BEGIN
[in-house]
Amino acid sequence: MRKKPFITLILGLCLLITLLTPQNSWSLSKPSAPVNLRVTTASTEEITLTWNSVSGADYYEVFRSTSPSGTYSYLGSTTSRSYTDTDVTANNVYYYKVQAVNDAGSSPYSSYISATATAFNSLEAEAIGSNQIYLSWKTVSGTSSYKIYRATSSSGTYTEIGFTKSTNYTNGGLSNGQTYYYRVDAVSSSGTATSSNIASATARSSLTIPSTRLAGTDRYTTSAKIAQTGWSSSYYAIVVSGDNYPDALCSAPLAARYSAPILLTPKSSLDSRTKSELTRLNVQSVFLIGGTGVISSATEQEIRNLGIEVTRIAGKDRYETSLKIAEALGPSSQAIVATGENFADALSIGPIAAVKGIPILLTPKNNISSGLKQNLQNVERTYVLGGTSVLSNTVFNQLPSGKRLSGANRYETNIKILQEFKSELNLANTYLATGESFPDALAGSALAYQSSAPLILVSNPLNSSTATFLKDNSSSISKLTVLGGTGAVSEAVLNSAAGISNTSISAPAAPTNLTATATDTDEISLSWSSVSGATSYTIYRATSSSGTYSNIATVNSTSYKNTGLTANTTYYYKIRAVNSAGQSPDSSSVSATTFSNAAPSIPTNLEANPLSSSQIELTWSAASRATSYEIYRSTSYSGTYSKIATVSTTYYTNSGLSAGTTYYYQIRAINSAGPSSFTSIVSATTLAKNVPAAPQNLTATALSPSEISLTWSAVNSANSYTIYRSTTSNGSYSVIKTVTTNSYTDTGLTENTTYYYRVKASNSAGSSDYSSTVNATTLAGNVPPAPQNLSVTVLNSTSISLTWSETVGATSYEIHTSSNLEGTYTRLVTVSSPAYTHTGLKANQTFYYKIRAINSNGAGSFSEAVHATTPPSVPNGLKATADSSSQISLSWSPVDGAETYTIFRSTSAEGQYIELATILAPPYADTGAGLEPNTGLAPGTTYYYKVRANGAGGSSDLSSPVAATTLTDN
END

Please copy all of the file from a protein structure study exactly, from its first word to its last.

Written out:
[in-house]
Amino acid sequence: MRKKPFITLILGLCLLITLLTPQNSWSLSKPSAPVNLRVTTASTEEITLTWNSVSGADYYEVFRSTSPSGTYSYLGSTTSRSYTDTDVTANNVYYYKVQAVNDAGSSPYSSYISATATAFNSLEAEAIGSNQIYLSWKTVSGTSSYKIYRATSSSGTYTEIGFTKSTNYTNGGLSNGQTYYYRVDAVSSSGTATSSNIASATARSSLTIPSTRLAGTDRYTTSAKIAQTGWSSSYYAIVVSGDNYPDALCSAPLAARYSAPILLTPKSSLDSRTKSELTRLNVQSVFLIGGTGVISSATEQEIRNLGIEVTRIAGKDRYETSLKIAEALGPSSQAIVATGENFADALSIGPIAAVKGIPILLTPKNNISSGLKQNLQNVERTYVLGGTSVLSNTVFNQLPSGKRLSGANRYETNIKILQEFKSELNLANTYLATGESFPDALAGSALAYQSSAPLILVSNPLNSSTATFLKDNSSSISKLTVLGGTGAVSEAVLNSAAGISNTSISAPAAPTNLTATATDTDEISLSWSSVSGATSYTIYRATSSSGTYSNIATVNSTSYKNTGLTANTTYYYKIRAVNSAGQSPDSSSVSATTFSNAAPSIPTNLEANPLSSSQIELTWSAASRATSYEIYRSTSYSGTYSKIATVSTTYYTNSGLSAGTTYYYQIRAINSAGPSSFTSIVSATTLAKNVPAAPQNLTATALSPSEISLTWSAVNSANSYTIYRSTTSNGSYSVIKTVTTNSYTDTGLTENTTYYYRVKASNSAGSSDYSSTVNATTLAGNVPPAPQNLSVTVLNSTSISLTWSETVGATSYEIHTSSNLEGTYTRLVTVSSPAYTHTGLKANQTFYYKIRAINSNGAGSFSEAVHATTPPSVPNGLKATADSSSQISLSWSPVDGAETYTIFRSTSAEGQYIELATILAPPYADTGAGLEPNTGLAPGTTYYYKVRANGAGGSSDLSSPVAATTLTDN